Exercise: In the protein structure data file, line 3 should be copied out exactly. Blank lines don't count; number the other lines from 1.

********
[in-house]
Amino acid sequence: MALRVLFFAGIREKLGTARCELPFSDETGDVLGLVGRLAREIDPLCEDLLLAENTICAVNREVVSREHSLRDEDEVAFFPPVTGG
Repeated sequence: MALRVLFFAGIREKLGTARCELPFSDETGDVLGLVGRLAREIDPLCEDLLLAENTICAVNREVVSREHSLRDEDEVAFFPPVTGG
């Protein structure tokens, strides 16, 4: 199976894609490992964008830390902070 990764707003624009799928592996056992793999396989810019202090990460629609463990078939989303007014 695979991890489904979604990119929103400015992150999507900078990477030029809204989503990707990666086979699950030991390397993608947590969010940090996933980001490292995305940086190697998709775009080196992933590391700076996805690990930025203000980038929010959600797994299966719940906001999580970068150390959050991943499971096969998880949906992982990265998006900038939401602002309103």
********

Repeated sequence: MALRVLFFAGIREKLGTARCELPFSDETGDVLGLVGRLAREIDPLCEDLLLAENTICAVNREVVSREHSLRDEDEVAFFPPVTGG